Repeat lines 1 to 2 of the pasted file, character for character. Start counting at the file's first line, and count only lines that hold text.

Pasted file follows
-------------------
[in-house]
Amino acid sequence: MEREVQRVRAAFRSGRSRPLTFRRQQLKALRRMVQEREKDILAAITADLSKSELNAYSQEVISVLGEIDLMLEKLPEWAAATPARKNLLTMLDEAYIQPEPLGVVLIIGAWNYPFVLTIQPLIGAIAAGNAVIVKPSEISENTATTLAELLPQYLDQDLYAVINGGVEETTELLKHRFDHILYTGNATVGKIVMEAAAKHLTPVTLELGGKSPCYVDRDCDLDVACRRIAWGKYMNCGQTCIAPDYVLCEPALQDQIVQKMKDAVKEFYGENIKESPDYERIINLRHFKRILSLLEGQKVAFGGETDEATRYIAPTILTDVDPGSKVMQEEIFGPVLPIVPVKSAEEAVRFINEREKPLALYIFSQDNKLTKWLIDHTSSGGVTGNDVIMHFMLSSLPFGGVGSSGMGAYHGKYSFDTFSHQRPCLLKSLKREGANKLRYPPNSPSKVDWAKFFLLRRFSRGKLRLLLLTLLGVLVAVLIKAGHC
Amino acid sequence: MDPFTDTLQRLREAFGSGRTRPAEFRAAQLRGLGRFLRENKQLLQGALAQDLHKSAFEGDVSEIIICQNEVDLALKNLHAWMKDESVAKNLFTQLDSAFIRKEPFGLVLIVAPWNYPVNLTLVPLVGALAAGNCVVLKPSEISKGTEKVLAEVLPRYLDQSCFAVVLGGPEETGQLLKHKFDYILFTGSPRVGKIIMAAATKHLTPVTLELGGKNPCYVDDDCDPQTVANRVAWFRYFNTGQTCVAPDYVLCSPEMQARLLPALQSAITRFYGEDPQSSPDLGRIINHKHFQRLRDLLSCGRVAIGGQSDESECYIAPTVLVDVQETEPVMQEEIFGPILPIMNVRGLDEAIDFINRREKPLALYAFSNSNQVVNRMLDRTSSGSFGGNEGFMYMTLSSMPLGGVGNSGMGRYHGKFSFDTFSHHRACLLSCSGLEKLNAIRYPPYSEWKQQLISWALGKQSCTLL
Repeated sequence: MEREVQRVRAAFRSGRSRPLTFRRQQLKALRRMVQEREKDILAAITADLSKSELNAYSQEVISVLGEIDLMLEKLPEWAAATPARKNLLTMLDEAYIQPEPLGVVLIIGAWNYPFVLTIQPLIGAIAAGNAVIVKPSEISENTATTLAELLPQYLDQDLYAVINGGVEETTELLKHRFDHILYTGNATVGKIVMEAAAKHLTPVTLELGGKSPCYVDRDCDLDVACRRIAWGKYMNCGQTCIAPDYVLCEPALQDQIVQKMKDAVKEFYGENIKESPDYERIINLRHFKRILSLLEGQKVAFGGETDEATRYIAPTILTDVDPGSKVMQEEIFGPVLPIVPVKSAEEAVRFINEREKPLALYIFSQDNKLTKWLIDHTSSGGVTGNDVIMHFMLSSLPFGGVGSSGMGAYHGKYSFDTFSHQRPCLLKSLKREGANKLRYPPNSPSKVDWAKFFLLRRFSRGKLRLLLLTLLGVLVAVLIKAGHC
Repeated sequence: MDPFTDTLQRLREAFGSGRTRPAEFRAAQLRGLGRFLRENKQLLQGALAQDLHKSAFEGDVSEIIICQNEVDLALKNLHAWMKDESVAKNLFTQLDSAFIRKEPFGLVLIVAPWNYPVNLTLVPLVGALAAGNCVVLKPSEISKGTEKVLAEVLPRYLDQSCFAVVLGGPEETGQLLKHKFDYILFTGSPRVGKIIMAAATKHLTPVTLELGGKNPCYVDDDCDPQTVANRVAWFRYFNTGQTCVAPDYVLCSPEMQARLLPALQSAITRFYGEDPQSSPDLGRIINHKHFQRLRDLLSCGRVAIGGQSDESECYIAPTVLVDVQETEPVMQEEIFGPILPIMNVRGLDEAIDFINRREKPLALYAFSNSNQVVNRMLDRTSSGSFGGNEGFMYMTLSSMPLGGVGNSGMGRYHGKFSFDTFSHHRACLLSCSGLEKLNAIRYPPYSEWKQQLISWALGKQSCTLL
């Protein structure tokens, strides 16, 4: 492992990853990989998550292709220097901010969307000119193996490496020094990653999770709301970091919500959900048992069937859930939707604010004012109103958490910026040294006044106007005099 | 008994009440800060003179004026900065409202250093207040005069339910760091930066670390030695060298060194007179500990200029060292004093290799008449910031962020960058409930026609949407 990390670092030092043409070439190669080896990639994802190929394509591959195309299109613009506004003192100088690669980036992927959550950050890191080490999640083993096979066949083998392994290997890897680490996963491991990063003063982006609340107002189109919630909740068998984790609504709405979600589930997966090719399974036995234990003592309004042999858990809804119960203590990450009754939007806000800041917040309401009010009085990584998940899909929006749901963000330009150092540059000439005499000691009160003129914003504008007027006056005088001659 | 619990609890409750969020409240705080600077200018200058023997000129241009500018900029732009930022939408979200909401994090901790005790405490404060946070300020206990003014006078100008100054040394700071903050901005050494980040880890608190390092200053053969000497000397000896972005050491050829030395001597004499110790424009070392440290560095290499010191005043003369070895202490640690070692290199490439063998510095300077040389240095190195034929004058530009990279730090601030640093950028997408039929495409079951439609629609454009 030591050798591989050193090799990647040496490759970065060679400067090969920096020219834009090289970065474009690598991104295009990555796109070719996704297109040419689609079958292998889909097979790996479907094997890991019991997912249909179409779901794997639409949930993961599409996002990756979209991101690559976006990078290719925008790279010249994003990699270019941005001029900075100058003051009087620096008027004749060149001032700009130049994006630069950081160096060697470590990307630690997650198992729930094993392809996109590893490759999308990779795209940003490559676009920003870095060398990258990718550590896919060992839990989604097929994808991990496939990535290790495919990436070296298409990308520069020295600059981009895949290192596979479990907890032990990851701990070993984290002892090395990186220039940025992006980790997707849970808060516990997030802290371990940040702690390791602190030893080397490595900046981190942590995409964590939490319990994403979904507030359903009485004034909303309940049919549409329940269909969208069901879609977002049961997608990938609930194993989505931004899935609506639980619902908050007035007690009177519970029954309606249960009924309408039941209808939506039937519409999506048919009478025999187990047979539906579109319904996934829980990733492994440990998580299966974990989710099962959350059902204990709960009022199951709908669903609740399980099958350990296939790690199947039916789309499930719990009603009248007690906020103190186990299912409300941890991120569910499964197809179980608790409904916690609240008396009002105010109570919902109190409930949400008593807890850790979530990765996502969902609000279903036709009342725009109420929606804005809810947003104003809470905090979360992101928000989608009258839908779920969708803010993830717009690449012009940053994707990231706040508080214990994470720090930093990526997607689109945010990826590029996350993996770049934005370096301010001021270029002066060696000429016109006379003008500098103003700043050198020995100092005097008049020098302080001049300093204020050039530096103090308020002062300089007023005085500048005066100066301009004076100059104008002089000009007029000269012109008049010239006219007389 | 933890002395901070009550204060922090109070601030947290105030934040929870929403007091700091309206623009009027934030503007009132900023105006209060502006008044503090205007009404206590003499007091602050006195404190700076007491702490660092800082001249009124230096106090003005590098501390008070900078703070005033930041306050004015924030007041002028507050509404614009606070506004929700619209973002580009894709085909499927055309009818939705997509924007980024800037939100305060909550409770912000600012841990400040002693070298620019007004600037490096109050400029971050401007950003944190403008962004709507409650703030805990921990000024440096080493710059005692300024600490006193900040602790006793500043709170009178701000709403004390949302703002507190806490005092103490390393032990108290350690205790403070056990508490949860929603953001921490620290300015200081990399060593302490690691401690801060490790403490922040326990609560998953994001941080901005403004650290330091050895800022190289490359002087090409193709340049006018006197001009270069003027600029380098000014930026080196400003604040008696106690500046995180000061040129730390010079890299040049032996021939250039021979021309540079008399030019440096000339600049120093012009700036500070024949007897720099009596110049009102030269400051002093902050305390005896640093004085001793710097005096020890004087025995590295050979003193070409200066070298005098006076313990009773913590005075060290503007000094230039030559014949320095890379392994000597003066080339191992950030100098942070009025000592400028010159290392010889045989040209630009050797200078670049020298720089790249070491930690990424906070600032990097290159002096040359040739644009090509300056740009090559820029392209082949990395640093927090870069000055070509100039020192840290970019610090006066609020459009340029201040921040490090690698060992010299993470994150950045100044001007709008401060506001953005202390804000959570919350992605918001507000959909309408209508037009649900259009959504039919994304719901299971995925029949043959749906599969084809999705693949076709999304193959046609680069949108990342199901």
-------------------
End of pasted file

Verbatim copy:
[in-house]
Amino acid sequence: MEREVQRVRAAFRSGRSRPLTFRRQQLKALRRMVQEREKDILAAITADLSKSELNAYSQEVISVLGEIDLMLEKLPEWAAATPARKNLLTMLDEAYIQPEPLGVVLIIGAWNYPFVLTIQPLIGAIAAGNAVIVKPSEISENTATTLAELLPQYLDQDLYAVINGGVEETTELLKHRFDHILYTGNATVGKIVMEAAAKHLTPVTLELGGKSPCYVDRDCDLDVACRRIAWGKYMNCGQTCIAPDYVLCEPALQDQIVQKMKDAVKEFYGENIKESPDYERIINLRHFKRILSLLEGQKVAFGGETDEATRYIAPTILTDVDPGSKVMQEEIFGPVLPIVPVKSAEEAVRFINEREKPLALYIFSQDNKLTKWLIDHTSSGGVTGNDVIMHFMLSSLPFGGVGSSGMGAYHGKYSFDTFSHQRPCLLKSLKREGANKLRYPPNSPSKVDWAKFFLLRRFSRGKLRLLLLTLLGVLVAVLIKAGHC